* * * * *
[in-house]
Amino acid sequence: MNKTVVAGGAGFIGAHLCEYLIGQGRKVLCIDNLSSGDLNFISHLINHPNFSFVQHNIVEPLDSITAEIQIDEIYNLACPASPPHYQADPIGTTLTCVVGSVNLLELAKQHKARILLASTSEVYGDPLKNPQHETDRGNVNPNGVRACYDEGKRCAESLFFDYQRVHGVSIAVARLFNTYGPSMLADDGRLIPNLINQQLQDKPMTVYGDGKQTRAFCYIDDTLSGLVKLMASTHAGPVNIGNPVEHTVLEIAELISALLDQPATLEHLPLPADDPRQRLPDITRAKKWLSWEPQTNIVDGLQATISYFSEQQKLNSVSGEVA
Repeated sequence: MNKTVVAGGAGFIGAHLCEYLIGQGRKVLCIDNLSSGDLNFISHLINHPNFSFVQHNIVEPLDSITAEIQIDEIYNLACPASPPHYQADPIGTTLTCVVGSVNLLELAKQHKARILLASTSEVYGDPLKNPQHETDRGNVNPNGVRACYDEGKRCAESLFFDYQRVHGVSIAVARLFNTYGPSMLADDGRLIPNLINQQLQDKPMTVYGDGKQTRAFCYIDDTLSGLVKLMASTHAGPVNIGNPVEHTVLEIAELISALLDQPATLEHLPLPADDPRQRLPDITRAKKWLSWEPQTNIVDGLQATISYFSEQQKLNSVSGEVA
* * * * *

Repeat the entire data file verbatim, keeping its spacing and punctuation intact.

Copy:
[in-house]
Amino acid sequence: MNKTVVAGGAGFIGAHLCEYLIGQGRKVLCIDNLSSGDLNFISHLINHPNFSFVQHNIVEPLDSITAEIQIDEIYNLACPASPPHYQADPIGTTLTCVVGSVNLLELAKQHKARILLASTSEVYGDPLKNPQHETDRGNVNPNGVRACYDEGKRCAESLFFDYQRVHGVSIAVARLFNTYGPSMLADDGRLIPNLINQQLQDKPMTVYGDGKQTRAFCYIDDTLSGLVKLMASTHAGPVNIGNPVEHTVLEIAELISALLDQPATLEHLPLPADDPRQRLPDITRAKKWLSWEPQTNIVDGLQATISYFSEQQKLNSVSGEVA
Repeated sequence: MNKTVVAGGAGFIGAHLCEYLIGQGRKVLCIDNLSSGDLNFISHLINHPNFSFVQHNIVEPLDSITAEIQIDEIYNLACPASPPHYQADPIGTTLTCVVGSVNLLELAKQHKARILLASTSEVYGDPLKNPQHETDRGNVNPNGVRACYDEGKRCAESLFFDYQRVHGVSIAVARLFNTYGPSMLADDGRLIPNLINQQLQDKPMTVYGDGKQTRAFCYIDDTLSGLVKLMASTHAGPVNIGNPVEHTVLEIAELISALLDQPATLEHLPLPADDPRQRLPDITRAKKWLSWEPQTNIVDGLQATISYFSEQQKLNSVSGEVA